After touring Europe, Richie returned to the United States and began further experimentation in the studio. In the early 1990’s, Richie began recording work that would eventually become the basis for a new project called Plastikman. Richie’s recordings under the Plastikman moniker rocketed to success throughout Europe and catapulted his career forward. The minimal techno approach that Richie employed on the Plastikman recordings was, at the time, unprecedented in the underground electronic music community. This sparse and stripped-down approach would become a characteristic of Richie’s music into the future.
 

 
Although Plastikman was enjoying a great deal of success abroad, the story was not the same back in the States. Many of the original founders of the techno scene in Detroit felt that Richie had gotten an unfair break, taking opportunities and record deals away from artists that had put in more time in the underground circuit. For a period of time in the mid-to-late 1990’s, Richie was reviled in some regional American scenes because of this perceived lack of equity in success and recognition. However, this opinion did not last long as Richie’s work with Plastikman saw an increasing level of acceptance throughout the country.
 

 
Following an incident at the United States border, Richie was not allowed into the country for nearly two years. During this time in exile, he began to experiment with more eclectic, ambient influences in his music. It was at this time that Richie parted ways with this long-time partner, John Acquaviva. He then founded a new label called Minus and the structure of this new music company reflected the minimalist approach that Richie used in so much of his music. Through his work at the Minus label, Richie began to gradually distance himself from the environment he had called home for so many years.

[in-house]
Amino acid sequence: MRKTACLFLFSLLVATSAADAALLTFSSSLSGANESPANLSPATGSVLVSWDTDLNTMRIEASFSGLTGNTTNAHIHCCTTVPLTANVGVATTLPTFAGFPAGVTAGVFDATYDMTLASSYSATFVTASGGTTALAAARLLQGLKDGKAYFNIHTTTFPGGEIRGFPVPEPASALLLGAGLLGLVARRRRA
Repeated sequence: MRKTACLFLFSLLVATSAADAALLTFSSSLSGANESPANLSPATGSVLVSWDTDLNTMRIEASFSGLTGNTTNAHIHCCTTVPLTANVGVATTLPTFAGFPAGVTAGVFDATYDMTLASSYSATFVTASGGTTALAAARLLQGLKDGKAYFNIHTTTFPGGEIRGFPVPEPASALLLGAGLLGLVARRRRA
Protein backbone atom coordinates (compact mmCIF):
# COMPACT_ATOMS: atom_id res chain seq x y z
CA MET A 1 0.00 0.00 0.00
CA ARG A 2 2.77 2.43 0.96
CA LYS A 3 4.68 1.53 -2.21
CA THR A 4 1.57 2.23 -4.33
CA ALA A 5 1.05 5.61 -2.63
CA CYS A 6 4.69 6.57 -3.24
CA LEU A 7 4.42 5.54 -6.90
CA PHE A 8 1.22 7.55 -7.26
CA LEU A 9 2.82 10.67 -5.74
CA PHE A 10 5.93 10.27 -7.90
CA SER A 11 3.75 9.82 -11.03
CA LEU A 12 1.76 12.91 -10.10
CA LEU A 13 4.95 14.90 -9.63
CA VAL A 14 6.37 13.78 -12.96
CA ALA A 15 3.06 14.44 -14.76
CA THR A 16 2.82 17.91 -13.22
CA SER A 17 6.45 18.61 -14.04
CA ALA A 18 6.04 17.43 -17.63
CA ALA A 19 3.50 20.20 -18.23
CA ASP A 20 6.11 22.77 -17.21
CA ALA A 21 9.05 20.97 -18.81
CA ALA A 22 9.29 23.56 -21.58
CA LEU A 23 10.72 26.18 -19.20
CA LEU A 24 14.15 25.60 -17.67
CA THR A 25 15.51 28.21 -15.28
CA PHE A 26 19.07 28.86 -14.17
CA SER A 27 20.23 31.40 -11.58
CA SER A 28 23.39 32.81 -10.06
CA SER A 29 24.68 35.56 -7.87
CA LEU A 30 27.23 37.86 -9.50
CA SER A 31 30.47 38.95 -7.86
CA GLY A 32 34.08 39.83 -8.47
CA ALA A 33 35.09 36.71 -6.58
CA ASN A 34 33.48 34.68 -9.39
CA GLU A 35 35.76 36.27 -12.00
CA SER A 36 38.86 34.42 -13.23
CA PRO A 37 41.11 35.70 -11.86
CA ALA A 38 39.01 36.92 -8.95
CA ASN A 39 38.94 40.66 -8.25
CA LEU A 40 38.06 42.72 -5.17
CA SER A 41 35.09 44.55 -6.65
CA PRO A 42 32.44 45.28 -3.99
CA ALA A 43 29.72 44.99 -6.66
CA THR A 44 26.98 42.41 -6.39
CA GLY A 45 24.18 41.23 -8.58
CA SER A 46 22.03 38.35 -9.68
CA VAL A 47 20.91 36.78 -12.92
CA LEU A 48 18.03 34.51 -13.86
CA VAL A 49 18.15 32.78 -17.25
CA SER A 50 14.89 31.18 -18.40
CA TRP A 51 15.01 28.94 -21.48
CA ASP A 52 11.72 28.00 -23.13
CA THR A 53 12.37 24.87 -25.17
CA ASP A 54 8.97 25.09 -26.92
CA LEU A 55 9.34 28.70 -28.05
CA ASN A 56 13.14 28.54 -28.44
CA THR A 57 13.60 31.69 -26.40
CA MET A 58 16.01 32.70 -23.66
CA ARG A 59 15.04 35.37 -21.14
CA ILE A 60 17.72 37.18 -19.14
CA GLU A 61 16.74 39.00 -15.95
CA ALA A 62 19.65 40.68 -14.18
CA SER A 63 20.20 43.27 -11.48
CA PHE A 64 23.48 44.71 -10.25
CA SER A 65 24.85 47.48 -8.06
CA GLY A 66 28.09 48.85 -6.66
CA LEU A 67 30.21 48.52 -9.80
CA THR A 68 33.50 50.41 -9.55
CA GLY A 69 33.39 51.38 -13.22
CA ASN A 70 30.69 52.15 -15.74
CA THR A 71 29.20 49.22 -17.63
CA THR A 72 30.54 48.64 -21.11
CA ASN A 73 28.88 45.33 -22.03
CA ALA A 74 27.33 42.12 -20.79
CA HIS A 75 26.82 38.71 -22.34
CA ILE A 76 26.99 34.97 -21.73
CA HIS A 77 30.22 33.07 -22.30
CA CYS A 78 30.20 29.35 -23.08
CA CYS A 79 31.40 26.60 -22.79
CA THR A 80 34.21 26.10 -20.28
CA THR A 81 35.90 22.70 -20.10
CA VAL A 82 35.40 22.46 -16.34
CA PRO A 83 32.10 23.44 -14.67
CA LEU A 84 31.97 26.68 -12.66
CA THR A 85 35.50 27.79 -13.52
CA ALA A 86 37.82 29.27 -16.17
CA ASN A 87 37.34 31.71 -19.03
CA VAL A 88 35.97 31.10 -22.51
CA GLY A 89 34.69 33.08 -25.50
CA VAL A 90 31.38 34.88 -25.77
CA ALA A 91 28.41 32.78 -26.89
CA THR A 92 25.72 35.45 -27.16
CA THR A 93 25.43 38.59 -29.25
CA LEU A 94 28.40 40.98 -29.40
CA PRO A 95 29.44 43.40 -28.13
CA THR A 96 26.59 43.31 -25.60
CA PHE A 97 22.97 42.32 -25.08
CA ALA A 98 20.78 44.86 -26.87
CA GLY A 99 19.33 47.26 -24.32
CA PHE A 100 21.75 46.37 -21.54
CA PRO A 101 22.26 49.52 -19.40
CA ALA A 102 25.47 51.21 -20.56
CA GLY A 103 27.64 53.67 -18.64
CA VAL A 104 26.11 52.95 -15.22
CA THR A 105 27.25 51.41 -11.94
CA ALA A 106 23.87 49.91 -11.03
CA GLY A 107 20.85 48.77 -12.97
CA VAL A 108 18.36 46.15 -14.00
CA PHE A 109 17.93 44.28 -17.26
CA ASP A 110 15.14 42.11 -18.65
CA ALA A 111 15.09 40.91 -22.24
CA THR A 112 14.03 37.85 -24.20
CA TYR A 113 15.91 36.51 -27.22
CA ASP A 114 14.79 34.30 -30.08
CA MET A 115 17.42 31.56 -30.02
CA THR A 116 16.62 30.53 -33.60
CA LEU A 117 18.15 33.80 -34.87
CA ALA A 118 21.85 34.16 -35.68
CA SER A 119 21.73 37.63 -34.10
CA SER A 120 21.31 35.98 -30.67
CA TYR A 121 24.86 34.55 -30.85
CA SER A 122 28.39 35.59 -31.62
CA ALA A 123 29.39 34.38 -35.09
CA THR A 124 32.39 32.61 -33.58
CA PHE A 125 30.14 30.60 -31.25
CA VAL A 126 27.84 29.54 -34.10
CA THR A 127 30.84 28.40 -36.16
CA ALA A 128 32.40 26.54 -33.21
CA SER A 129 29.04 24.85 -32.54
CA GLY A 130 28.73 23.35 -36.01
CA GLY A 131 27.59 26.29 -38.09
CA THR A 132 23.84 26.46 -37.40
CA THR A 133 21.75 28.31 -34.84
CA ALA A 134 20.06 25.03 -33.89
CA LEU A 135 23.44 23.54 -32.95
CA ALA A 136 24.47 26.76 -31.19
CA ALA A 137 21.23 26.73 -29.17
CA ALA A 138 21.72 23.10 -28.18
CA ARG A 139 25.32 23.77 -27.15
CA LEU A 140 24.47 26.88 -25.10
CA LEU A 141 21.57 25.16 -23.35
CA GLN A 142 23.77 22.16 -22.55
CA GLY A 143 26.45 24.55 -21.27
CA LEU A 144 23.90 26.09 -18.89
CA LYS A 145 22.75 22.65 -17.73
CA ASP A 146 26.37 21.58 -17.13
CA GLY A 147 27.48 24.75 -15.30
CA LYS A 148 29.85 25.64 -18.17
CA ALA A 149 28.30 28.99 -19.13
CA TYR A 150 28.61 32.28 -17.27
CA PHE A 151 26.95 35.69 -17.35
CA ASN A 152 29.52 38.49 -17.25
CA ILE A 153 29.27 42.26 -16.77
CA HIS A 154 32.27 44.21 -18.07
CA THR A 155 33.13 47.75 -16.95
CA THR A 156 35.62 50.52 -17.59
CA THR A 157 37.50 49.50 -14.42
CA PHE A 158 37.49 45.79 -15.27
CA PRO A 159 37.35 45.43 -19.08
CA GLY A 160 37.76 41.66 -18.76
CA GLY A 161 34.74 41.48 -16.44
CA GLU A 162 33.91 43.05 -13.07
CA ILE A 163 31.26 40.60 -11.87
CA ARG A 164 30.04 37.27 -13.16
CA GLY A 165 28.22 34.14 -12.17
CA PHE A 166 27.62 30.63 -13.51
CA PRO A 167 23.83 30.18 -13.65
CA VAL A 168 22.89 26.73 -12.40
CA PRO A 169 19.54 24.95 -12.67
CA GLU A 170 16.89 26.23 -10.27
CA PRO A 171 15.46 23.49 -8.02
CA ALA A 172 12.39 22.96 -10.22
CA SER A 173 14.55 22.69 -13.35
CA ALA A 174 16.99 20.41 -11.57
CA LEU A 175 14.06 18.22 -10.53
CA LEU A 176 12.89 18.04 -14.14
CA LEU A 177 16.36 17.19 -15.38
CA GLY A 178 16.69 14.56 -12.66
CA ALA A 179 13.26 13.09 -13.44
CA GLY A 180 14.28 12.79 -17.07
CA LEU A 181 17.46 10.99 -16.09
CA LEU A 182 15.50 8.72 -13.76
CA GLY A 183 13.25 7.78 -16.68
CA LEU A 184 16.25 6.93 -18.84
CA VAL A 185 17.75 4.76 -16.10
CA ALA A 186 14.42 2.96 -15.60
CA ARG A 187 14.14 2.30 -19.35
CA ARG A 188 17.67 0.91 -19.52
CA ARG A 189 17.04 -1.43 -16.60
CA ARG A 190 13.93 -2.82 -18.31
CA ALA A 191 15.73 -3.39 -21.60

In the early 2000s, Richie relocated to Berlin. The move was the culmination of a transformation for Richie, in his personal life as well as in his artistic career. From his new base of operations, Richie has taken a less intense approach to music production than he did in Detroit. This general relaxation has coloured his latest releases, resulting in a more spacious, thought-provoking ambient sound that is quite different from the beat-centric releases of his younger years.
 
It is not certain what the future has in store for Richie Hawtin or, for that matter, what he may have in store for the electronic music world. What is for certain is that Richie is by no means done creating and producing new work. Whether he will continue in his current vein or yet again recreate his sound and his image, only time will tell.
 

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Written by annakec

annakec

Anna Kec is the editor in chief of Analogik.com. In addition, she’s a team leader SEO at the DEJAN SEO company.

Her personal interests range from science and technology to music and arts. As a girl who loves to party, she knows a lot about music in general. She even worked on the radio for many years prior to becoming editor in chief of Analogik.com .

She is most knowledgeable about electronic/techno music.